New year, new adventures – Trips you have to take in 2018
HAPPY New Year! As the ball drops for 2018, it's time to look to the future and start thinking about your path ahead. For us here at Travel Wire Asia, that means planning our next adventure.
Just as in any other year, the intrepid traveler is spoiled for choice with a boundless collection of exciting new peaks to hike, trails to beat, and beaches to explore. But over the next twelve months, there are some destinations that will hold a particular significance, making 2018 the best year yet to visit.
Here are our top picks for this year's most notable adventures:
Why go now: One of the world's most iconic buildings is getting a makeover.
Sydney's famed Opera House is set for some changes as its caretakers seek to fix sound problems that have dogged the celebrated music hall since its opening over 40 years ago.
Don't worry, the prominent white sails will remain untouched, but the insides are in need of an overhaul. The concert hall has always been too big for orchestral concerts with musicians unable to hear fellow musicians across the stage and complaints of time delays.
The US$154 million upgrade kicked off in August 2016 and will include state-of-the-art acoustics, a hangout-friendly foyer, and the renovated Joan Sutherland Theater, which reopened in December and welcomes back the Australian Ballet in April. Developers are also making the venue more wheel-chair friendly and accessible to all travelers - and about time too.
Seoraksan National Park, South Korea
Why go now: Combine mountain hikes with cheering on your Olympic team
Seoraksan National Park in the far north-easterly reaches of South Korea has long been a favorite of the more intrepid visitors to the peninsula.
Known for its striking rocky landscape, the hiking trails in the outer reaches of Seoraksan transport you up through the rugged pine forests to the national park's jagged peaks. Along the way, hikers are treated to waterfalls, such as Biryong Falls, and stunning formations like the "face of Seoraksan" - Ulsanbawi Rock formation - and Geumgang Cave.
The park is in Gangwon province, home to PyeongChang and host of this year's Winter Olympics, making February 2018 the perfect time to get your hike on and cheer on your national team on the slopes.
The Great Wall of China
Why go now: The Great Wall Marathon reaches its 20th race
Considered one of the world's most challenging marathons, the Great Wall Marathon reaches 20 in May this year and the arduous challenge, breathtaking views and all-consuming history have lost none of their charm over the years.
Runners of the strenuous Great Wall course are rewarded with breathtaking views of the rolling hills of Tianjin Province and the magnificent architecture of the fortress walls and historic sites that litter the raceway. As the route leads participants through the lower valley and into the villages, onlookers are there to cheer you on to the finishing line.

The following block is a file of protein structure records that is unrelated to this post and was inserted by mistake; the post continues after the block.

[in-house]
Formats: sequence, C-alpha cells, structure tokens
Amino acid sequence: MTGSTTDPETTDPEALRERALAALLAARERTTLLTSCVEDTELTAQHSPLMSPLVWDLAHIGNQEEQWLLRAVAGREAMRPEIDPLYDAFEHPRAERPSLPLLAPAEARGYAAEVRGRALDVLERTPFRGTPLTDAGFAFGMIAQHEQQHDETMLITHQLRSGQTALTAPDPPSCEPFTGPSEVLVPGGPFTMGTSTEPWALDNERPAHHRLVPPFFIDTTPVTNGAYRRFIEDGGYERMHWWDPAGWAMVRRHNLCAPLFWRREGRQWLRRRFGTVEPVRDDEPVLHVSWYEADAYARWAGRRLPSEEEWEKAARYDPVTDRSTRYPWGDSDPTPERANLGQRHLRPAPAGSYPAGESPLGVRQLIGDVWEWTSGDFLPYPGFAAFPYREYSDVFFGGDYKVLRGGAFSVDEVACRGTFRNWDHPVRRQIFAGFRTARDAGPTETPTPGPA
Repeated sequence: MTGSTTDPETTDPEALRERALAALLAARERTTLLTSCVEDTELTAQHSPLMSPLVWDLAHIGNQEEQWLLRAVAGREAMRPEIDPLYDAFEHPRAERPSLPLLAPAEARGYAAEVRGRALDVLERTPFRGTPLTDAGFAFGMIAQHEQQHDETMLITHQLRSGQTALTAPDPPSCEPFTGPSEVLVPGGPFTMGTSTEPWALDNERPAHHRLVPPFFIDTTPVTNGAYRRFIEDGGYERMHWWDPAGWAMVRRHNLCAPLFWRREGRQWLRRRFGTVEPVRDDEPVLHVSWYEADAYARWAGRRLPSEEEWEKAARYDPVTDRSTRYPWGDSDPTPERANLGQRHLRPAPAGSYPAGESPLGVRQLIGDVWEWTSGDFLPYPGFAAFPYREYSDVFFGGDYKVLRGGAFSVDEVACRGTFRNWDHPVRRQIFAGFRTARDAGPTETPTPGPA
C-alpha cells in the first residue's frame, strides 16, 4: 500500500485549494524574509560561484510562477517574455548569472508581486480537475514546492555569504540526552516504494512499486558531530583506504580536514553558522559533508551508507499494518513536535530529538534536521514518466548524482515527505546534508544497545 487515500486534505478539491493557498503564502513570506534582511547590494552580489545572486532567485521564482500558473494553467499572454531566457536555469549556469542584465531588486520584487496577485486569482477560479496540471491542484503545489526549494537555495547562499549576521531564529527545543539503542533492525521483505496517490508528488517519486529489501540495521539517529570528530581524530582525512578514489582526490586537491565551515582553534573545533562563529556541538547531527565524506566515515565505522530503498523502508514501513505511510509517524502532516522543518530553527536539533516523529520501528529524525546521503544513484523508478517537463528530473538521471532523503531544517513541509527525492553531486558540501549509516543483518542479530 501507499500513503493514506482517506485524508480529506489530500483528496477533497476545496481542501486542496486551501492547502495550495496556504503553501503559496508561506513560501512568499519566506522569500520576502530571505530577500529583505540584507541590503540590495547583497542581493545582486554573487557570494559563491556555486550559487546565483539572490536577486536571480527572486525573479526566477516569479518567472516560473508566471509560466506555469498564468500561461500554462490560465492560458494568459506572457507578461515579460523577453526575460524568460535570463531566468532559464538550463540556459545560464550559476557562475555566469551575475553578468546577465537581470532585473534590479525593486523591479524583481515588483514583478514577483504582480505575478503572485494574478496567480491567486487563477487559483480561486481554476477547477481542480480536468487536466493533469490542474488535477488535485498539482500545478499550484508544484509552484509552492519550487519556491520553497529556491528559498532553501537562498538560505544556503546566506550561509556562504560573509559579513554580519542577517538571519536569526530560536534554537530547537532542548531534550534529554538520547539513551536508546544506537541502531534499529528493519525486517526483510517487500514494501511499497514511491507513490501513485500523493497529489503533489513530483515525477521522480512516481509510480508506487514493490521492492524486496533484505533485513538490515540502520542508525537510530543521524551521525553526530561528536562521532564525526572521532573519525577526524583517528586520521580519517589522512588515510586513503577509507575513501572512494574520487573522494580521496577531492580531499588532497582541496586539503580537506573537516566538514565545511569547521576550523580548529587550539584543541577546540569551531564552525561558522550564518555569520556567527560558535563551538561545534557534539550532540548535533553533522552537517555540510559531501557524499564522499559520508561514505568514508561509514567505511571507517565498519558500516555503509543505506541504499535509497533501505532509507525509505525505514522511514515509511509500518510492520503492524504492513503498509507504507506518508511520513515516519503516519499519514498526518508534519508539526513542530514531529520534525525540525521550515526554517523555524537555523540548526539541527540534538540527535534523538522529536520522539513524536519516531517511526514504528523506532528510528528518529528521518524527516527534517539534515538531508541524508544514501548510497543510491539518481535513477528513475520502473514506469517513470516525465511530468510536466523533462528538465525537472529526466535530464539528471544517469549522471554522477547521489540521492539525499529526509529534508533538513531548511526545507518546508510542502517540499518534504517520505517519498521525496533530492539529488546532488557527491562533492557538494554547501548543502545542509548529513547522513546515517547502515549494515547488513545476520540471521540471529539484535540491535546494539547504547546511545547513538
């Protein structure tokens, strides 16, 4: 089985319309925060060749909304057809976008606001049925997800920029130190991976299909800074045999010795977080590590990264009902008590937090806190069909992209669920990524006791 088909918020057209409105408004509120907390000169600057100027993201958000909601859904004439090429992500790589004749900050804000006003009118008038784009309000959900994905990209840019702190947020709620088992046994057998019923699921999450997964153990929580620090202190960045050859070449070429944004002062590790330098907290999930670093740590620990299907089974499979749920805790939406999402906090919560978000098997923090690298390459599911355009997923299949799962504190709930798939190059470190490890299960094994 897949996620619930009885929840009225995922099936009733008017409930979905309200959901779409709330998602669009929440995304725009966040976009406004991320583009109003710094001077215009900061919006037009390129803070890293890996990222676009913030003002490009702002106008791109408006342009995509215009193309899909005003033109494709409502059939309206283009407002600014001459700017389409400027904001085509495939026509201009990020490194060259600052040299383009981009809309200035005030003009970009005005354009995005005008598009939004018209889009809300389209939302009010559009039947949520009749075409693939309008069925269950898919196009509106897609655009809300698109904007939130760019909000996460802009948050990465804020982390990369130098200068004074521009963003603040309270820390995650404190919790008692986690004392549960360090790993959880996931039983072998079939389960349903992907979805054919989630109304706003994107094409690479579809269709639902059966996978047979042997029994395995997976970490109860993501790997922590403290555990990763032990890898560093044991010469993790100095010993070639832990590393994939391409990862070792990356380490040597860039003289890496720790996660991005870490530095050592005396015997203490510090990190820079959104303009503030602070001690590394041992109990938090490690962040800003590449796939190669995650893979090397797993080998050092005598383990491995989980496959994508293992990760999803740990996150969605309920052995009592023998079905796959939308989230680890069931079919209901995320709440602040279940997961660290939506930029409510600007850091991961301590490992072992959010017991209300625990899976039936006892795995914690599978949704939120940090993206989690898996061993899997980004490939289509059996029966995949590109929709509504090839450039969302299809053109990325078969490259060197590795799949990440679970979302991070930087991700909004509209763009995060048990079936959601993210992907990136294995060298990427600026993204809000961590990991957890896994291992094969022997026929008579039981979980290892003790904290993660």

If you're not up to the full 26.2 mile (42km) slog, they also do a half marathon and a 5.5 mile (8.8km) non-competitive Fun Run so no one misses out on this memorable running track.
Why go now: Get in there before the sea ice is gone
Sea ice levels in Antarctica dropped to a record low in 2017, but experts are still puzzling exactly why. While 2017 was a record low for sea ice coverage - falling to the lowest since satellite observations began in 1979 - just three years earlier saw a record high.
The unpredictable ice levels are making it increasingly difficult for tour operators to plan trips to the world's seventh continent, so get in there now while you still can. Travel season is during the Antarctic summer from November until the end of March.
Trips run from both Australia and New Zealand and can take seven days to reach Antarctica, with a few stops along the way. The staggering beauty of this isolated and rugged terrain is a once in a lifetime experience that's not to be missed.
Yarlung Valley, Tibet
Why go now: Tibet's oldest palace reopens to the public
Yungbulakang Palace, thought to be the oldest of its kind in the Tibetan Autonomous region, is currently undergoing a US$1.5 million renovation to ensure it is around for many years to come.
Perched atop the remote mountains of the stunning Yarlung Valley, the palace is situated 192km southeast of Tibet's capital, Lhasa, and is believed to date back to the second century BC. Originally built for the first king of Tibet, Nyatri Tesnpo, Yungbulakang has been added to by various royals over the centuries making it a captivating destination for any history buffs.
Currently closed to visitors, the palace is expected to opens its doors to the public once more in April 2018.
Why go now: Mix international musical talent with the best of Malaysian natural beauty at the 20th anniversary Sarawak Rainforest World Music Festival.
Full of lush rainforest landscapes, breathtaking cave systems, rolling rivers and lost islands, Sarawak is one of South East Asia's best kept secrets. Take the opportunity to experience both the culture and the nature of this eastern Malaysian state with a trip to the 20th Sarawak Rainforest World Music Festival.
This annual gathering brings a diverse spectrum of performers and culture to the coastline of the Santubong Peninsula for three days of celebration. Learn about the indigenous tribes and explore the natural beauty of this striking remote region while meeting and listening to influential musicians from around the globe.